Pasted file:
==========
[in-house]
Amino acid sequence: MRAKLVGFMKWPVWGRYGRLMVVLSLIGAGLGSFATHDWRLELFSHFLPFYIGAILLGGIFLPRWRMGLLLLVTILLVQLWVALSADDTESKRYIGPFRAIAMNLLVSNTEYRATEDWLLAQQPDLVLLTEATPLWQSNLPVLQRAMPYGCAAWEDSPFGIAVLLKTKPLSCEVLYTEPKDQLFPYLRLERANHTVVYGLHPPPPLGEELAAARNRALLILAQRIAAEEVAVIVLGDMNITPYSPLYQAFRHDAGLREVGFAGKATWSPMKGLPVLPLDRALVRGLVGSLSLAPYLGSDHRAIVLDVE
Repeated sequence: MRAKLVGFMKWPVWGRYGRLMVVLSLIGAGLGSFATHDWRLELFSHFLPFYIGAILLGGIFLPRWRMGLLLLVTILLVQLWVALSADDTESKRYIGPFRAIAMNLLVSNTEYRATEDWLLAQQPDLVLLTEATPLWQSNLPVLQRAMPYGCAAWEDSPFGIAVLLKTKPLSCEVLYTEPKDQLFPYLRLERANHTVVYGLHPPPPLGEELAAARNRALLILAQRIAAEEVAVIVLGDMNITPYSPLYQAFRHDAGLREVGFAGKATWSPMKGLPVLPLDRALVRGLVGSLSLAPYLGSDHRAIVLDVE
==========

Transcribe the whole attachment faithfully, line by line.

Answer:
[in-house]
Amino acid sequence: MRAKLVGFMKWPVWGRYGRLMVVLSLIGAGLGSFATHDWRLELFSHFLPFYIGAILLGGIFLPRWRMGLLLLVTILLVQLWVALSADDTESKRYIGPFRAIAMNLLVSNTEYRATEDWLLAQQPDLVLLTEATPLWQSNLPVLQRAMPYGCAAWEDSPFGIAVLLKTKPLSCEVLYTEPKDQLFPYLRLERANHTVVYGLHPPPPLGEELAAARNRALLILAQRIAAEEVAVIVLGDMNITPYSPLYQAFRHDAGLREVGFAGKATWSPMKGLPVLPLDRALVRGLVGSLSLAPYLGSDHRAIVLDVE
Repeated sequence: MRAKLVGFMKWPVWGRYGRLMVVLSLIGAGLGSFATHDWRLELFSHFLPFYIGAILLGGIFLPRWRMGLLLLVTILLVQLWVALSADDTESKRYIGPFRAIAMNLLVSNTEYRATEDWLLAQQPDLVLLTEATPLWQSNLPVLQRAMPYGCAAWEDSPFGIAVLLKTKPLSCEVLYTEPKDQLFPYLRLERANHTVVYGLHPPPPLGEELAAARNRALLILAQRIAAEEVAVIVLGDMNITPYSPLYQAFRHDAGLREVGFAGKATWSPMKGLPVLPLDRALVRGLVGSLSLAPYLGSDHRAIVLDVE